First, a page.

They discover radar sensors can be fooled - with difficulty

A team of researchers has discovered that it is possible to fool the radar sensors used by Tesla’s Autopilot system into not "seeing" another car or obstacle in the road ahead.

“The worst case scenario would be that while the car is in self-driving mode and relying on the radar, the radar is obscured and fails to detect an obstacle ahead of it,” said Wenyuan Xu, professor at the University of South Carolina who led the research. Other researchers from Zhejiang University in China and Chinese security firm Qihoo 360 contributed to the project.

The safety of the Autopilot system and self-driving systems generally has been called into question in recent months, after a fatal crash involving a Tesla Model S running in Autopilot mode, which occurred when the sensors failed to "see" a white semi-trailer against a bright sky.

The researchers found that Tesla’s radar sensors are vulnerable to an attack from radio-jamming equipment, but doing so is neither easy nor cheap. A signal generator costing $90,000 USD was used alongside a frequency multiplier costing several hundred dollars more.

The equipment was placed on a cart in front of a Model S, and both were stationary. When it was turned on, the jamming signal made the cart "disappear," with no warnings being displayed in the car. According to the researchers, the technology could be used to conceal objects in the road, causing a crash. However, in practice the equipment would either have to be sacrificed in the collision, or else aimed with extreme precision at the radar sensor from the roadside.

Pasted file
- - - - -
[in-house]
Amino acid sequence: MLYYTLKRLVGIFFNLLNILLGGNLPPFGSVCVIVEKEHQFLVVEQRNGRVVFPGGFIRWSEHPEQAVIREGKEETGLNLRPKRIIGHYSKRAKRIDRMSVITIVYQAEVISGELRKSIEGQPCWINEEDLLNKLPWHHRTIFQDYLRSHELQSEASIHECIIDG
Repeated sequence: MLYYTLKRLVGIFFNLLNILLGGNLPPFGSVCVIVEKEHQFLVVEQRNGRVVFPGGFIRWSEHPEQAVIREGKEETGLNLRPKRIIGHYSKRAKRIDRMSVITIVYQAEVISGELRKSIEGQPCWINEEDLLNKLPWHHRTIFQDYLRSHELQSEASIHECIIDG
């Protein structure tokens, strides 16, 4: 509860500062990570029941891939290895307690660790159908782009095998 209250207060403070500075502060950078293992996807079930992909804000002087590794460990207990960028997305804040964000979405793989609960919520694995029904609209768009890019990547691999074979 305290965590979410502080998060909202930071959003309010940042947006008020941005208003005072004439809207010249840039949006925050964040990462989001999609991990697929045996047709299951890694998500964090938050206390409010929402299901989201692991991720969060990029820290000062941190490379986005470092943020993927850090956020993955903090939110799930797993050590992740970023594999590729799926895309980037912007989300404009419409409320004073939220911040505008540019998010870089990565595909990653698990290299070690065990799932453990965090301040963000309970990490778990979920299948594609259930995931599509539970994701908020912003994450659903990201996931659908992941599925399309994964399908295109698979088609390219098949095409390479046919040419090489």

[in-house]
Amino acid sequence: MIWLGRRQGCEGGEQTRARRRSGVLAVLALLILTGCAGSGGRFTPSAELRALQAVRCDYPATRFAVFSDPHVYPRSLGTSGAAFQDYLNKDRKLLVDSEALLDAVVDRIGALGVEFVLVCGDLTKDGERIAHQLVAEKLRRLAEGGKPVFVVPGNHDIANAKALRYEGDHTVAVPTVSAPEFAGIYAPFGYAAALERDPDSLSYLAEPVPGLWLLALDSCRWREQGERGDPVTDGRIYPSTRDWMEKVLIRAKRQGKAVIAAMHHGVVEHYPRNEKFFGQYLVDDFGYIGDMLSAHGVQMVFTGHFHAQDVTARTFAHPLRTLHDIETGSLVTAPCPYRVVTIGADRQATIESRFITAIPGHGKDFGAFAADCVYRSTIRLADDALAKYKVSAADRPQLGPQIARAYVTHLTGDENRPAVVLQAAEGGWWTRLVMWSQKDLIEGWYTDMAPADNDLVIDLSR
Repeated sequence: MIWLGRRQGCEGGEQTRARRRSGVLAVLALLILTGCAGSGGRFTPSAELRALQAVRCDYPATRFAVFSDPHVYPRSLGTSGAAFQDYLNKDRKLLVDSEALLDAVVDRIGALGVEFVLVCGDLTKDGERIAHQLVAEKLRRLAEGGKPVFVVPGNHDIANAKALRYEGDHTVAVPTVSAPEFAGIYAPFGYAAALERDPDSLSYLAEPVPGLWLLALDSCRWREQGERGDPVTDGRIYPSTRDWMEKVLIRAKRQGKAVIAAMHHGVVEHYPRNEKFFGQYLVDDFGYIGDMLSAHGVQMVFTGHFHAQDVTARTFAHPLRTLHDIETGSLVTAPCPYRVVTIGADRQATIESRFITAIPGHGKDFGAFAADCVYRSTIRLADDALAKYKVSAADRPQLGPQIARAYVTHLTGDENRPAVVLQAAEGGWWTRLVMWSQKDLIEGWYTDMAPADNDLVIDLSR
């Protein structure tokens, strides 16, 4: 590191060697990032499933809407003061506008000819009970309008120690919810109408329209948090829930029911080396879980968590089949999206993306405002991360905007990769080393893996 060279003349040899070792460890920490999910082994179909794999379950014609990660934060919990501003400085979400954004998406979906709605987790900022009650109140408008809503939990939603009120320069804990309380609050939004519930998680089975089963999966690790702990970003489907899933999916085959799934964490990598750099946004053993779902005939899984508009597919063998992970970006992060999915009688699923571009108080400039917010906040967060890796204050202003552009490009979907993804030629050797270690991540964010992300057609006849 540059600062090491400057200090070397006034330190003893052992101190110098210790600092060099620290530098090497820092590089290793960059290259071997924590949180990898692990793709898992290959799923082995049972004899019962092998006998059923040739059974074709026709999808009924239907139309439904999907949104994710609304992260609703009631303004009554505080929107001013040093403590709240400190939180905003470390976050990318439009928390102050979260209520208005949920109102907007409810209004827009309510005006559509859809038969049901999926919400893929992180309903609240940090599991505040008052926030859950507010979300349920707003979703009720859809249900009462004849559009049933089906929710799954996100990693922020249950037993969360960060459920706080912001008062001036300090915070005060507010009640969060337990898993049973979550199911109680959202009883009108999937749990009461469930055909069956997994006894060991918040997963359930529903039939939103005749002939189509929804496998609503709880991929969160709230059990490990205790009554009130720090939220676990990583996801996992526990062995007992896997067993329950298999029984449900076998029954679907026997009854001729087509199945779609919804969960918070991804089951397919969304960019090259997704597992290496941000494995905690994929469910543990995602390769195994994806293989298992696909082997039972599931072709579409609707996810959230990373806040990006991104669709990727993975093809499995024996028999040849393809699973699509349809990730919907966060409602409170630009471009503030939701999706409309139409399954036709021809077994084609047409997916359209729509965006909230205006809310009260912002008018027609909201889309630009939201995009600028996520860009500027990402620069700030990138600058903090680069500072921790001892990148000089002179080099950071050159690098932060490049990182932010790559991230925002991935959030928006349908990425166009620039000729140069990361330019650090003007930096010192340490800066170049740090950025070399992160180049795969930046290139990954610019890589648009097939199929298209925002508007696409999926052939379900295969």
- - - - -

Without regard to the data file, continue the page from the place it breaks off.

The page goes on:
Further experiments found the Tesla’s ultrasonic sensors - used for self-parking and "summon" functions - could be circumvented by a sound generator or acoustic dampening foam. But attempts to "blind" the cameras with lasers and LED lights failed as the Autopilot system simply automatically disengaged.

Xu admitted the techniques used aren’t exactly practical, but stressed the need for vigilance. She said: “I don’t want to send out a signal that the sky is falling, or that you shouldn’t use Autopilot. These attacks actually require some skills. But highly motivated people could use this to cause personal damage or property damage.

“Overall we hope people get from this work that we still need to improve the reliability of these sensors. And we can’t simply depend on Tesla and not watch out for ourselves,” Xu added.


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